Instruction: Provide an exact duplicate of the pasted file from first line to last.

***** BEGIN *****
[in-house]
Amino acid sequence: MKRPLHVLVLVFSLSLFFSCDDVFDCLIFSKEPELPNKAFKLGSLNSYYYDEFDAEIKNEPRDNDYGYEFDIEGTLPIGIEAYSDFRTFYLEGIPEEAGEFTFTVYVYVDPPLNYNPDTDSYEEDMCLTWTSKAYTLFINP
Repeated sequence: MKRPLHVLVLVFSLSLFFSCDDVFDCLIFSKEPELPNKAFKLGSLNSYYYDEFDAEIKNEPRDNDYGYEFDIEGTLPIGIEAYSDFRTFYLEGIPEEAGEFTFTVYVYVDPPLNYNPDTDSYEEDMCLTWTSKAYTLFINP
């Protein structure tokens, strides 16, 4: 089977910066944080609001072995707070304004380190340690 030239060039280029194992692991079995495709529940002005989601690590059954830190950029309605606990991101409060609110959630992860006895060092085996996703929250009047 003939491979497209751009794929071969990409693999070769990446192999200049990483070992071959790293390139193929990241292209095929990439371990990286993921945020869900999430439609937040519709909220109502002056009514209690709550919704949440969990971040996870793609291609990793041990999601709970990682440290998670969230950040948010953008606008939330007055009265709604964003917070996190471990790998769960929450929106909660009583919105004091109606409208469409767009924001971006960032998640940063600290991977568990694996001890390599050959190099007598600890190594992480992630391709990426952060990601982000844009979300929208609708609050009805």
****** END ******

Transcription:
[in-house]
Amino acid sequence: MKRPLHVLVLVFSLSLFFSCDDVFDCLIFSKEPELPNKAFKLGSLNSYYYDEFDAEIKNEPRDNDYGYEFDIEGTLPIGIEAYSDFRTFYLEGIPEEAGEFTFTVYVYVDPPLNYNPDTDSYEEDMCLTWTSKAYTLFINP
Repeated sequence: MKRPLHVLVLVFSLSLFFSCDDVFDCLIFSKEPELPNKAFKLGSLNSYYYDEFDAEIKNEPRDNDYGYEFDIEGTLPIGIEAYSDFRTFYLEGIPEEAGEFTFTVYVYVDPPLNYNPDTDSYEEDMCLTWTSKAYTLFINP
């Protein structure tokens, strides 16, 4: 089977910066944080609001072995707070304004380190340690 030239060039280029194992692991079995495709529940002005989601690590059954830190950029309605606990991101409060609110959630992860006895060092085996996703929250009047 003939491979497209751009794929071969990409693999070769990446192999200049990483070992071959790293390139193929990241292209095929990439371990990286993921945020869900999430439609937040519709909220109502002056009514209690709550919704949440969990971040996870793609291609990793041990999601709970990682440290998670969230950040948010953008606008939330007055009265709604964003917070996190471990790998769960929450929106909660009583919105004091109606409208469409767009924001971006960032998640940063600290991977568990694996001890390599050959190099007598600890190594992480992630391709990426952060990601982000844009979300929208609708609050009805």